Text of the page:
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Monday, February 7, 2022

'The Locked Room' Ruth Galloway Mysteries #14 by Elly Griffiths


From the BLURB; 

Ruth Galloway and DCI Nelson are on the hunt for a murderer when Covid rears its ugly head. But can they find the killer despite lockdown? 

Ruth is in London clearing out her mother's belongings when she makes a surprising discovery: a photograph of her Norfolk cottage taken before Ruth lived there. Her mother always hated the cottage, so why does she have a picture of the place? The only clue is written on the back of the photo: Dawn, 1963.

 Ruth returns to Norfolk determined to solve the mystery, but then Covid rears its ugly head. Ruth and her daughter are locked down in their cottage, attempting to continue with work and home-schooling. Happily, the house next door is rented by a nice woman called Zoe, who they become friendly with while standing on their doorsteps clapping for carers. 

Nelson, meanwhile, is investigating a series of deaths of women that may or may not be suicide. When he links the deaths to an archaeological discovery, he breaks curfew to visit the cottage where he finds Ruth chatting to her neighbour whom he remembers as a carer who was once tried for murdering her employer.

'The Locked Room' is the 14th book in the 'Ruth Galloway Mystery Series' by Elly Griffiths 

Oh my gosh, I was so looking forward to this book and it did not disappoint!

First of all - and because I finished Book #13 in April 2021, after bingeing the whole series - I've got to say that I think Elly Griffiths made a BANG ON right decision, setting this in 2020 and during the UK pandemic (first) lockdown. I guess she knew she would - because the 'Ruth Galloway' series is generally very sequential with books coming within a few weeks or months of each other (every so often a book will leap ahead by a couple years, but that's generally been to get child-characters out of diapers and more active in the story, is my reading of it!). And in 'The Night Hawks' Griffiths did very cleverly end that book with Ruth's university mentioning a newfangled teaching tool called Zoom ... but I do credit Griffiths with leaning into the pandemic of it all and staying true to how these characters have been evolving in real-time (there's previously been mention of Brexit, so it is very much within the bounds of reason that we'd see how the pandemic affected higher-education, policing, crime, etc.) For me, personally, I wasn't put off or unable to read this book because of the pandemic. Honestly, it was interesting to read the slow unravel of how things happened in the UK ...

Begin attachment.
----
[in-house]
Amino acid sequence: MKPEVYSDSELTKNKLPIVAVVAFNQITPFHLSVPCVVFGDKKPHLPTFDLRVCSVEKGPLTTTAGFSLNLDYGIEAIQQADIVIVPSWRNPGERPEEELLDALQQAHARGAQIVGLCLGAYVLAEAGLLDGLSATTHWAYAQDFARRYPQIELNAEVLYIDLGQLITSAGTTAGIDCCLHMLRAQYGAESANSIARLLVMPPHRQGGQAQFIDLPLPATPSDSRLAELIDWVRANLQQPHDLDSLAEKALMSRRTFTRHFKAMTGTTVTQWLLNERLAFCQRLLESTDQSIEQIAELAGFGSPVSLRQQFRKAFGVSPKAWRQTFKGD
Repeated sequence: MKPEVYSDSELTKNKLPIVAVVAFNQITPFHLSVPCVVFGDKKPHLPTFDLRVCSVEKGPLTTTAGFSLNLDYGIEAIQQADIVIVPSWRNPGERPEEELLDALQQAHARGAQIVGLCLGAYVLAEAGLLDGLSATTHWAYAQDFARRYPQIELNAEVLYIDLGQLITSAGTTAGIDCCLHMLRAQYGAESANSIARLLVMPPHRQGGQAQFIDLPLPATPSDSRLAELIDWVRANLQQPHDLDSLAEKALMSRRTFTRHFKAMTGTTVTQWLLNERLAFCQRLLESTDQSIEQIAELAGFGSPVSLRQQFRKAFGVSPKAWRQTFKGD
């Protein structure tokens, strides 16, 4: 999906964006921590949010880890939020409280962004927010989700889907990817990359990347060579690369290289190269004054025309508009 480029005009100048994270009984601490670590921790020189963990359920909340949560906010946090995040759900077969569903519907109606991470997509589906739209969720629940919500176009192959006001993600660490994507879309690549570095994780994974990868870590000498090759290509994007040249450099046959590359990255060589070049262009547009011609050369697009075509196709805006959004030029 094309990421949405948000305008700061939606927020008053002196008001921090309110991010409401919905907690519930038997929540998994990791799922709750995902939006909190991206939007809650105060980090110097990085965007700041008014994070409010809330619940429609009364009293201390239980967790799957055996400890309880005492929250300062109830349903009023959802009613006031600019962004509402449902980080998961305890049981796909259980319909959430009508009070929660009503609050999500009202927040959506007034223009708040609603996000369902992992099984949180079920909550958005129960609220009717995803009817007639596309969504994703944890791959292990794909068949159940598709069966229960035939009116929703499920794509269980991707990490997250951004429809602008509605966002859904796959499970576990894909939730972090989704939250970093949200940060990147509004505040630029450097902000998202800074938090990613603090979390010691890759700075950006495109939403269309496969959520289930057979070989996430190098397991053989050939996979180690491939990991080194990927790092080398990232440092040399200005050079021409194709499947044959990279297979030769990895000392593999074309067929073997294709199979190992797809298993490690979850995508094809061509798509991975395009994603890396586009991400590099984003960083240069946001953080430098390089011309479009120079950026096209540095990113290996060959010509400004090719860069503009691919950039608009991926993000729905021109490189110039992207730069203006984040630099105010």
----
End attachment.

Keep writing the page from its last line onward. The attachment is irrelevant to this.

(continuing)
'The Locked Room' is still a frustrating book in other ways, for fans of the Ruth and DCI Harry Nelson pairing. Of course it is. That's a theme of this series in which the characters live in a literal liminal space between water and land in Norfolk - and have been making decisions that see them similarly trapped between rocks and hard places. For Ruth it's falling for a married man and having a baby with him, knowing he'll never entirely choose or be there for them. For Harry it's finding himself with two families he loves (in different ways) and knowing that any decision he makes will hurt one of them.

Well it's more of that ... even as this 14th book sees Harry's wife Michelle locked-down in Blackpool for the duration of the novel, so Ruth and Harry are coming back together in their affair - even, for the first time since holiday-set 10th book 'The Dark Angel' where they get to be together day-on-day and glimpse another world in which they live together as a whole family, with Kate.

The illusion however, is quickly shattered by Harry's daughter Laura coming home for lockdown and a perplexing run of suicides that might have more sinister underpinnings. Not to mention talk of uncovered 'plague pits' in Norfolk, and a 'Grey Lady' haunting the town square.

I found this to be a very satisfying murder-mystery, even if the personal aspects of the character and their evolution dragged feet again. ALTHOUGH - I will say - I think this book will end up being a little reprieve for big waves coming (I say this every book, and then nothing much overly changes between Ruth and Harry but I am forever hopeful).

My prediction is that Michelle will have come home with an ultimatum for Harry - either she's started seeing someone (unlikely, since Griffiths did and wrapped that with the Tim storyline) more likely I think Michelle will be insisting that Harry retire and/or they move away from Norfolk. A couple times Harry alluded to Superintendent Jo wanting him to retire, and that Judy - his second in charge - really should be a DCI, but to do that Harry would need to step aside and retire or leave. Ruth previously moved away to Cambridge with her American lover Frank, so now it feels like Harry's turn ... also that Ruth's worst nightmare should come to pass (Harry not choosing her and Kate) and maybe Harry should get a taste of what actually making a decision feels like (the kicker being; he'll miss Ruth more than he wants to keep calm-waters with Michelle). If that's all the case then I'll be really emotionally wrought and excited.

Overall; another fab instalment and I once again can't believe I've got to wait until Feb 2023 for more! GAAAAH!

The pandemic worked especially well - allusions to the struggles of international uni students, lack of PPE gear, Ruth disbelieving that she's going through a once-in-a-lifetime event with a leader called Boris, domestic violence prevalence in lockdown, murmurings of Oxford university searching for a vaccine ... it's all still so close to the surface and used to great effect here by the masterful Griffiths, to keep readers and these characters grounded in the here and now - even as we still grasp at the more liminal love story that's forever just out of reach.


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